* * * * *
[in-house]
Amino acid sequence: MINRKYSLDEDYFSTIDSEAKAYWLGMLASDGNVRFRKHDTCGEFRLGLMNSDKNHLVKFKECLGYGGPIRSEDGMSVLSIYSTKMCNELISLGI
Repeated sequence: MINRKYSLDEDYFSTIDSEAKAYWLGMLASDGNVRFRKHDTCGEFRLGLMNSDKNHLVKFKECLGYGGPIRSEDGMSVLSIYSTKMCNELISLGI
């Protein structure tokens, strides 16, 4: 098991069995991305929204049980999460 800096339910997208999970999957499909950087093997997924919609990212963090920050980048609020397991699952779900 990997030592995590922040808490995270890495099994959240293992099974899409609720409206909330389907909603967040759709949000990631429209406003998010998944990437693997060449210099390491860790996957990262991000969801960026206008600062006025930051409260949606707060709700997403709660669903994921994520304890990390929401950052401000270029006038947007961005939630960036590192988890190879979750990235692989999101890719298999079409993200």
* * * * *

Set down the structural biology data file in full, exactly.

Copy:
[in-house]
Amino acid sequence: MINRKYSLDEDYFSTIDSEAKAYWLGMLASDGNVRFRKHDTCGEFRLGLMNSDKNHLVKFKECLGYGGPIRSEDGMSVLSIYSTKMCNELISLGI
Repeated sequence: MINRKYSLDEDYFSTIDSEAKAYWLGMLASDGNVRFRKHDTCGEFRLGLMNSDKNHLVKFKECLGYGGPIRSEDGMSVLSIYSTKMCNELISLGI
């Protein structure tokens, strides 16, 4: 098991069995991305929204049980999460 800096339910997208999970999957499909950087093997997924919609990212963090920050980048609020397991699952779900 990997030592995590922040808490995270890495099994959240293992099974899409609720409206909330389907909603967040759709949000990631429209406003998010998944990437693997060449210099390491860790996957990262991000969801960026206008600062006025930051409260949606707060709700997403709660669903994921994520304890990390929401950052401000270029006038947007961005939630960036590192988890190879979750990235692989999101890719298999079409993200």